application of an existing policy, are not privileged since the
decision has already been made and disclosure would not tend to
stifle or inhibit deliberations. Resolution Trust Corp. v.
Diamond, 137 F.R.D. at 641.
In addition, the communication must be deliberative in nature.
Hopkins v. United States Dep't of Hous. & Urban Dev., 929 F.2d
at 84. The statement itself must be "a direct part of the
deliberative process in that it makes recommendations or
expresses opinions on legal or policy matters. Put another way,
pre-decisional materials are not exempt merely because they are
pre-decisional; they must also be a part of the agency
give-and-take of the deliberative process by which the decision
itself is made." Vaughn v. Rosen, 523 F.2d 1136, 1144 (D.C.
Moreover, since the deliberative process privilege is a
"qualified privilege," United States Postal Serv. v. Phelps
Dodge Refining Corp., 852 F. Supp. 156, 165 (E.D.N.Y. 1994), the
court must "balance competing factors to determine whether the
privilege prohibits discovery." Skibo v. City of New York,
109 F.R.D. 58, 63 (E.D.N.Y. 1985). The court in United States Postal
Serv. v. Phelps Dodge Refining Corp., set forth a non-exhaustive
checklist of some of the factors that should be considered as
part of this balancing process:
(1) the relevance of the evidence to be protected;
(2) the availability of other evidence; (3) the
`seriousness' of the litigation and the issues involved; (4) the role of the government in the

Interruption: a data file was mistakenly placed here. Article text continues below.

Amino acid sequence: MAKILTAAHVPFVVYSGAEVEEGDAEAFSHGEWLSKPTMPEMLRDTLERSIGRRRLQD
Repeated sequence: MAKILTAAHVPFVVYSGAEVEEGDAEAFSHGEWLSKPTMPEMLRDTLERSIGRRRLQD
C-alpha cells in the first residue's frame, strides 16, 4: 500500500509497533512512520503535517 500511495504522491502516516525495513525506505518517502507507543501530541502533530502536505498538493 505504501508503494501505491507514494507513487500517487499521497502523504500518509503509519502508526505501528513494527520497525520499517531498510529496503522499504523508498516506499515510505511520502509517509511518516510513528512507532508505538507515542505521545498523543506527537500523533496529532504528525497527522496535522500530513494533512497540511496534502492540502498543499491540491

litigation; and (5) the possibility of future
timidity by government employees who will be forced
to recognize that their secrets are violable.
852 F. Supp. at 165 (citing In re Franklin Nat'l Bank Sec.
Litig., 478 F. Supp. 577, 583 (E.D.N.Y. 1979)).
In order to assert the privilege, the agency must first submit
an index, which specifically describes each of the documents
asserted to be privileged. Vaughn v. Rosen, 523 F.2d at
1144-45; Mobil Oil Corp. v. Department of Energy, 102 F.R.D. 1,
5-7 (N.D.N.Y. 1983). It should also explain why each document is
privileged, including a statement that agency deliberations are
involved, and a description of the "role played by the documents"
in the deliberative process. Arthur Andersen & Co. v. IRS,
679 F.2d 254, 258 (D.C. Cir. 1982) (internal citations omitted); see
also Vaughn v. Rosen, 523 F.2d at 1144-45; Mobil Oil Corp. v.
Department of Energy, 102 F.R.D. at 5-7. In addition, many
courts require the head of the department or agency asserting the
privilege to submit an affidavit to the court, stating that
he/she has personally ...